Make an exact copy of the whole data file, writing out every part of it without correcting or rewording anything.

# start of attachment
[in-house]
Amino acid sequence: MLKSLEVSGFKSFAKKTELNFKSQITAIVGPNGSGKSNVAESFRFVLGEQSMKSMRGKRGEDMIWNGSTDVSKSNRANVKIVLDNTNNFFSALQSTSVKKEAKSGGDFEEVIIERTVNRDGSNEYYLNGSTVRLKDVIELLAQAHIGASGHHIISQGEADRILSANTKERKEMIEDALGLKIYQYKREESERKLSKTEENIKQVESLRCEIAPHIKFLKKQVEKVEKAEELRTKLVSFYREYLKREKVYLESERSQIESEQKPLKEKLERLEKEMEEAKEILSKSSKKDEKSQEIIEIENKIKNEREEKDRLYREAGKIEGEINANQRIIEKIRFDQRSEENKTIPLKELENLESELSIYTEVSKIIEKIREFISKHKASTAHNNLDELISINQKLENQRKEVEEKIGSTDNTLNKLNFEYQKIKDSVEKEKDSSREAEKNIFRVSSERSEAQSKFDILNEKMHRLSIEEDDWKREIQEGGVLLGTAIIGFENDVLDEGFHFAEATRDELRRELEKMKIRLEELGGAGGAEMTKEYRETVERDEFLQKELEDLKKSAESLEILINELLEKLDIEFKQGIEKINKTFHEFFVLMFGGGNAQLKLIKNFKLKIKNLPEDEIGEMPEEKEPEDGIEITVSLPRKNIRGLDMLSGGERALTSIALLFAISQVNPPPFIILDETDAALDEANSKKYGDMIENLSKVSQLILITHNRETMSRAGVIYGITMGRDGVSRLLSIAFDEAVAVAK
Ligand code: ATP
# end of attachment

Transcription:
[in-house]
Amino acid sequence: MLKSLEVSGFKSFAKKTELNFKSQITAIVGPNGSGKSNVAESFRFVLGEQSMKSMRGKRGEDMIWNGSTDVSKSNRANVKIVLDNTNNFFSALQSTSVKKEAKSGGDFEEVIIERTVNRDGSNEYYLNGSTVRLKDVIELLAQAHIGASGHHIISQGEADRILSANTKERKEMIEDALGLKIYQYKREESERKLSKTEENIKQVESLRCEIAPHIKFLKKQVEKVEKAEELRTKLVSFYREYLKREKVYLESERSQIESEQKPLKEKLERLEKEMEEAKEILSKSSKKDEKSQEIIEIENKIKNEREEKDRLYREAGKIEGEINANQRIIEKIRFDQRSEENKTIPLKELENLESELSIYTEVSKIIEKIREFISKHKASTAHNNLDELISINQKLENQRKEVEEKIGSTDNTLNKLNFEYQKIKDSVEKEKDSSREAEKNIFRVSSERSEAQSKFDILNEKMHRLSIEEDDWKREIQEGGVLLGTAIIGFENDVLDEGFHFAEATRDELRRELEKMKIRLEELGGAGGAEMTKEYRETVERDEFLQKELEDLKKSAESLEILINELLEKLDIEFKQGIEKINKTFHEFFVLMFGGGNAQLKLIKNFKLKIKNLPEDEIGEMPEEKEPEDGIEITVSLPRKNIRGLDMLSGGERALTSIALLFAISQVNPPPFIILDETDAALDEANSKKYGDMIENLSKVSQLILITHNRETMSRAGVIYGITMGRDGVSRLLSIAFDEAVAVAK
Ligand code: ATP